NVIDIA web drivers

I decided I needed a more powerful GPU anyway to play games on the new display in Windows so I bought a GTX 1060. It worked in Sierra and High Sierra thanks to the so called web drivers; GPU drivers provided my NVIDIA on their website. Without the web drivers you get no hardware acceleration, no 4K as maximum resolution, just one display working … the whole setup is basically unusable.

Those web drivers are version specific, every time the macOS build number changes after some update you need new ones (or to use a script to patch the previous ones). This is a bit annoying, you typically have to wait a few days after every macOS update for new drivers to become available and update then.

No web drivers for Mojave

When a new major version of macOS comes out, like Mojave, you cannot use web drivers for the previous version. NVIDIA needs to release new drivers and they now cannot do it without cooperation from Apple. Citing from the NVIDIA Developer forums

Developers using Macs with NVIDIA graphics cards are reporting that after upgrading from 10.13 to 10.14 (Mojave) they are experiencing rendering regressions and slow performance. Apple fully controls drivers for Mac OS. Unfortunately, NVIDIA currently cannot release a driver unless it is approved by Apple.

Apple basically blocks NVIDIA from releasing web drivers for Mojave, that is the reason the drivers are not out even now half, a year after Mojave release. If you are for example an iOS developer, XCode 10.2, the next version of Xcode, will only run on Mojave and you will not be able to use it unless you upgrade.

AMD GPUs in Mojave

Mojave natively supports some GPUs from AMD. You can buy a RX 560, RX 570, RX 580, Vega 56 or Vega 64 and it should work out of the box, no extra drivers needed. You not even have to install Lilu or Whatevergreen.

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Debugging iOS network traffic

When working on an iOS app you may sometimes need to inspect or debug the network traffic between the app and the server to see what exactly is going on. Or you may be just curious to see what data other apps send about you to their servers. The way to achieve this is to run a proxy on your computer and route all the traffic from your iOS device through that proxy.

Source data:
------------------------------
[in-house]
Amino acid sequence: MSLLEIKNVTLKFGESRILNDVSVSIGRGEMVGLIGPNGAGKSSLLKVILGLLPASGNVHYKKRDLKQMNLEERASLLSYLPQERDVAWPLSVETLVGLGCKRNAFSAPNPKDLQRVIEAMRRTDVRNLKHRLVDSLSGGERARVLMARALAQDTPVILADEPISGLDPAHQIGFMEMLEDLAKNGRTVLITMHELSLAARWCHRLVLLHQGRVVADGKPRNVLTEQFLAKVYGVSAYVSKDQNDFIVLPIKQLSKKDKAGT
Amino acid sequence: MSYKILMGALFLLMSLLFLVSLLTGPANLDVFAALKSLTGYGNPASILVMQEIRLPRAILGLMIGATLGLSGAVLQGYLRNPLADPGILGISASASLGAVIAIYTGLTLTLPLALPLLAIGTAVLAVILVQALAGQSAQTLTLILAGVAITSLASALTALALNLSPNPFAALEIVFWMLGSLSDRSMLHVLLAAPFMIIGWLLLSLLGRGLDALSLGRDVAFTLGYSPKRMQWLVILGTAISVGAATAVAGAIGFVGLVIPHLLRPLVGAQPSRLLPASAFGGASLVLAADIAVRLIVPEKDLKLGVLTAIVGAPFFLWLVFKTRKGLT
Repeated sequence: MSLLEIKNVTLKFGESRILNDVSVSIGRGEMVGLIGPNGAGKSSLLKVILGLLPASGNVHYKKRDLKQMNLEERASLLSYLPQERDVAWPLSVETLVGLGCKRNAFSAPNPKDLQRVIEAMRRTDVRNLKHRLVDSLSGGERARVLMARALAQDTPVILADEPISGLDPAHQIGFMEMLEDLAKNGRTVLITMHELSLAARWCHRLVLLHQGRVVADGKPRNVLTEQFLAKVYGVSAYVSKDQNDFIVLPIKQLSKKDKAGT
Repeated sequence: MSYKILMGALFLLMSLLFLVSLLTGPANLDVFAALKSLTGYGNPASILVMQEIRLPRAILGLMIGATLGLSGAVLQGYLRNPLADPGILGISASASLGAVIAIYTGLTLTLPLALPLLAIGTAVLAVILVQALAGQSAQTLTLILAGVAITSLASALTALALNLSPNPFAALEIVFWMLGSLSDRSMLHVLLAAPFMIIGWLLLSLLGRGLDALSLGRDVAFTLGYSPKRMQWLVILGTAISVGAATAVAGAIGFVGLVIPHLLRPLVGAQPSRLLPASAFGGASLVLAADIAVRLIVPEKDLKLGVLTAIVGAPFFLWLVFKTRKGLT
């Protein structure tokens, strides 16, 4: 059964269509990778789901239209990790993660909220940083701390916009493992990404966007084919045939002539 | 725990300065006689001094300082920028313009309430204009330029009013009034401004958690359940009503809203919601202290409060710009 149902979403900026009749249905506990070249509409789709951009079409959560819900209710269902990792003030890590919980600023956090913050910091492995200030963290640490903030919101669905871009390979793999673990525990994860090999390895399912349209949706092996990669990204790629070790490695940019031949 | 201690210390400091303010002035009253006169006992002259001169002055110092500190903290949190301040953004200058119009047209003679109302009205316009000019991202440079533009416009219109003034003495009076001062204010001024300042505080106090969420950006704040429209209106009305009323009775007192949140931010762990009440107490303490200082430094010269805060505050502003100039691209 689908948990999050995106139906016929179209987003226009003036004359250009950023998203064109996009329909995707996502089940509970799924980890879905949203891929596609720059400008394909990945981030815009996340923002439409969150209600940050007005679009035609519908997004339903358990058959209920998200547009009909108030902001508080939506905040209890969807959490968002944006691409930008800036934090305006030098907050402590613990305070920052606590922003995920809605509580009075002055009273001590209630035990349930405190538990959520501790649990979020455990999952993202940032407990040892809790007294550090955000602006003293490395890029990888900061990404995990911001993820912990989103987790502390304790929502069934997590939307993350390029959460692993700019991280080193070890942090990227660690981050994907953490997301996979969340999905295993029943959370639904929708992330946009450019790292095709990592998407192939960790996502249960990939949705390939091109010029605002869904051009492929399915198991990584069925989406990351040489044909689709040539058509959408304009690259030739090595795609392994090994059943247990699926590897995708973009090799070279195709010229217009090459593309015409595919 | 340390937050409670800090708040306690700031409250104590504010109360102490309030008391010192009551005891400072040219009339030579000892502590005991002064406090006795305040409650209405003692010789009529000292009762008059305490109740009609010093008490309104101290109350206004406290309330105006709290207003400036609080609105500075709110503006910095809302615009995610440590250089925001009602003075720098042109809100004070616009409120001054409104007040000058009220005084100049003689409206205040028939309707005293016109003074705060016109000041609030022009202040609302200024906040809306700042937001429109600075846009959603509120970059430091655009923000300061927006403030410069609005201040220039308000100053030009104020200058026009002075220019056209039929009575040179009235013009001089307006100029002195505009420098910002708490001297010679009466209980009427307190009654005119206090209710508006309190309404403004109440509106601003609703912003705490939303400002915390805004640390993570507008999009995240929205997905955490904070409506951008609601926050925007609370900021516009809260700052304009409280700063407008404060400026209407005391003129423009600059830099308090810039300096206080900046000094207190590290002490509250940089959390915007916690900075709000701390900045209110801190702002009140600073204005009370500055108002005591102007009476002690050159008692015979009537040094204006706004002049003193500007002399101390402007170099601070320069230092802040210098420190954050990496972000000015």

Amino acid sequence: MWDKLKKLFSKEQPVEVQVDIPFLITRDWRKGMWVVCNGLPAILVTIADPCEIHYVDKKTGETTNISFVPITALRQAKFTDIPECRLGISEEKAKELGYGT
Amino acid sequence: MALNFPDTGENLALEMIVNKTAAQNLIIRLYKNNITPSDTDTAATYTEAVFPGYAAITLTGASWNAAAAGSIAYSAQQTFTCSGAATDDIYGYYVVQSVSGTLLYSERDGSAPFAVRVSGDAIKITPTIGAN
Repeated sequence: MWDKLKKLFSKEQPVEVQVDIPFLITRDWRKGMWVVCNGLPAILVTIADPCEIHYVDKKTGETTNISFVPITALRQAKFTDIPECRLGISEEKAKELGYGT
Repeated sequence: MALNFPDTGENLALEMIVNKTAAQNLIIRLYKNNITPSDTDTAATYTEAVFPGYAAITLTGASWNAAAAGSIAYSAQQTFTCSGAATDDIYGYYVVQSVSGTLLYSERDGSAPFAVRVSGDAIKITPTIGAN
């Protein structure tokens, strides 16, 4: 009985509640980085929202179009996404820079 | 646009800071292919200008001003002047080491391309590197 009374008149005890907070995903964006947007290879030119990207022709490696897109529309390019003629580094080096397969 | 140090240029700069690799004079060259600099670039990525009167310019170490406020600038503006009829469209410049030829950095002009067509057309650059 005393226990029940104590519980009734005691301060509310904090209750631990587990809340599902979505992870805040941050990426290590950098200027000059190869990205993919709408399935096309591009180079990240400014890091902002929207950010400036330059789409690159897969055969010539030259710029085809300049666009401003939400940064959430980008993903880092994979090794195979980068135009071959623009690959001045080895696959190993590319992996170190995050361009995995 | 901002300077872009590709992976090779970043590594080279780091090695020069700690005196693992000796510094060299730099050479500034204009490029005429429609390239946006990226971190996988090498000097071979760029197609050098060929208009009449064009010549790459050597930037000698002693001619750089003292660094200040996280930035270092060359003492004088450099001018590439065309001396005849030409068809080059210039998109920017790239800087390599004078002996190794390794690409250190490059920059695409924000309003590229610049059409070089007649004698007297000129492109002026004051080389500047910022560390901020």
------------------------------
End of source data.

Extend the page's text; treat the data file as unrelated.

mitmproxy

Mitmproxy is a free and open source interactive HTTPS proxy. The UX is not as great as in paid app like Charles, but it is still good enough.

Installing and running

You install mitmproxy from homebrew

brew install mitmproxy

and run the command line interface with a simple mitmproxy proxy command. The command line interface takes some time to get used to. If you want something simpler, run the mitmweb command to get a web interface.

Setting up the iOS device

Proxy

When you have mitmproxy or mitmweb running you now need to set your iOS device to use that proxy. On your iOS device, go to Settings | Wi-Fi and to the properties of your Wi-Fi network. Switch the HTTP Proxy to manual and set the it to the IP address of your computer running mitmproxy and port 8080.

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Using CloneZilla for regular hackintosh backups

If you are a macOS user you may be used to Time Machine as the standard for backups. Time Machine is fine if you want to backup your files and configuration, but if for example your disk dies or your hackintosh completely breaks with some bad update, there are better and faster ways to get it up and running again.

Requirements

Basically everything comes down to your backup requirements. These are mine

  • full backup of the macOS SSD including EFI with Clover
  • backups that can be restored without any additional configuration to the current macOS SSD or a new one in case of a disk failure
  • no need for the ability to restore single files (all work data are in Git and Dropbox)
  • reasonable backup and restore speed

Looking at different backup solutions I chose Clonezilla. It is not exactly the most user-friendly solution, but it is a very powerful one if you know what you are doing.